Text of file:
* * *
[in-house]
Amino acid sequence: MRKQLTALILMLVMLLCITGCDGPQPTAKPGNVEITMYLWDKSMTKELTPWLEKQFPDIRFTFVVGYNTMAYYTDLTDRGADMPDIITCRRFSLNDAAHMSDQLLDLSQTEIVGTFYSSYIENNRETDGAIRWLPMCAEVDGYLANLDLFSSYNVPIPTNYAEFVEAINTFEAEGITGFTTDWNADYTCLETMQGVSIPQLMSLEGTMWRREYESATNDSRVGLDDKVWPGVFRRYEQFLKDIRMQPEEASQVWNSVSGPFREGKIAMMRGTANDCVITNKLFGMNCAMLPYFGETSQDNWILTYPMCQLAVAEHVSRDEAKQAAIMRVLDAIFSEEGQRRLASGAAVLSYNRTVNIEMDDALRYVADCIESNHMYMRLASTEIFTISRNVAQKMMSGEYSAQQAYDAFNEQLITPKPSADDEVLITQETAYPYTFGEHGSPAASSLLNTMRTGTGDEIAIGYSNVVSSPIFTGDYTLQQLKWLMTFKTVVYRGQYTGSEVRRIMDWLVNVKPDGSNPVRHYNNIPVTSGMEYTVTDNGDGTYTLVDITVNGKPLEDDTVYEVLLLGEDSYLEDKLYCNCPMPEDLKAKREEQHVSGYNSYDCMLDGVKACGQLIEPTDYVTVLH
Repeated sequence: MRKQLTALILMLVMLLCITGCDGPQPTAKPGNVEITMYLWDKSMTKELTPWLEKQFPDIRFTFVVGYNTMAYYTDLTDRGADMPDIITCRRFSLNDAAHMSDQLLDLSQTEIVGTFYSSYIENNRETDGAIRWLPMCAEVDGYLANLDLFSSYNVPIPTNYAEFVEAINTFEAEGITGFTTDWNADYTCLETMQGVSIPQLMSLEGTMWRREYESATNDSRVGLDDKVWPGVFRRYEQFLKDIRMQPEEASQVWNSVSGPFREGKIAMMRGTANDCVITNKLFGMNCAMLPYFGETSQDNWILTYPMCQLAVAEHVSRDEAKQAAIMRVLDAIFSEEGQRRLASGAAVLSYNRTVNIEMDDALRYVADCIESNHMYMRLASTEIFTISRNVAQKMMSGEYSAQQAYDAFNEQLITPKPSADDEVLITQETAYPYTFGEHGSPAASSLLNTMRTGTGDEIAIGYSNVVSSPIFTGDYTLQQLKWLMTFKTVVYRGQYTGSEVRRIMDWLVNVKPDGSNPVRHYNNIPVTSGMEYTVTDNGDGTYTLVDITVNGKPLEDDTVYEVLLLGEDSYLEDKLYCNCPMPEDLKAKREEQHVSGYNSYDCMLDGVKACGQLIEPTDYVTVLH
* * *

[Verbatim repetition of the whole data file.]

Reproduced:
[in-house]
Amino acid sequence: MRKQLTALILMLVMLLCITGCDGPQPTAKPGNVEITMYLWDKSMTKELTPWLEKQFPDIRFTFVVGYNTMAYYTDLTDRGADMPDIITCRRFSLNDAAHMSDQLLDLSQTEIVGTFYSSYIENNRETDGAIRWLPMCAEVDGYLANLDLFSSYNVPIPTNYAEFVEAINTFEAEGITGFTTDWNADYTCLETMQGVSIPQLMSLEGTMWRREYESATNDSRVGLDDKVWPGVFRRYEQFLKDIRMQPEEASQVWNSVSGPFREGKIAMMRGTANDCVITNKLFGMNCAMLPYFGETSQDNWILTYPMCQLAVAEHVSRDEAKQAAIMRVLDAIFSEEGQRRLASGAAVLSYNRTVNIEMDDALRYVADCIESNHMYMRLASTEIFTISRNVAQKMMSGEYSAQQAYDAFNEQLITPKPSADDEVLITQETAYPYTFGEHGSPAASSLLNTMRTGTGDEIAIGYSNVVSSPIFTGDYTLQQLKWLMTFKTVVYRGQYTGSEVRRIMDWLVNVKPDGSNPVRHYNNIPVTSGMEYTVTDNGDGTYTLVDITVNGKPLEDDTVYEVLLLGEDSYLEDKLYCNCPMPEDLKAKREEQHVSGYNSYDCMLDGVKACGQLIEPTDYVTVLH
Repeated sequence: MRKQLTALILMLVMLLCITGCDGPQPTAKPGNVEITMYLWDKSMTKELTPWLEKQFPDIRFTFVVGYNTMAYYTDLTDRGADMPDIITCRRFSLNDAAHMSDQLLDLSQTEIVGTFYSSYIENNRETDGAIRWLPMCAEVDGYLANLDLFSSYNVPIPTNYAEFVEAINTFEAEGITGFTTDWNADYTCLETMQGVSIPQLMSLEGTMWRREYESATNDSRVGLDDKVWPGVFRRYEQFLKDIRMQPEEASQVWNSVSGPFREGKIAMMRGTANDCVITNKLFGMNCAMLPYFGETSQDNWILTYPMCQLAVAEHVSRDEAKQAAIMRVLDAIFSEEGQRRLASGAAVLSYNRTVNIEMDDALRYVADCIESNHMYMRLASTEIFTISRNVAQKMMSGEYSAQQAYDAFNEQLITPKPSADDEVLITQETAYPYTFGEHGSPAASSLLNTMRTGTGDEIAIGYSNVVSSPIFTGDYTLQQLKWLMTFKTVVYRGQYTGSEVRRIMDWLVNVKPDGSNPVRHYNNIPVTSGMEYTVTDNGDGTYTLVDITVNGKPLEDDTVYEVLLLGEDSYLEDKLYCNCPMPEDLKAKREEQHVSGYNSYDCMLDGVKACGQLIEPTDYVTVLH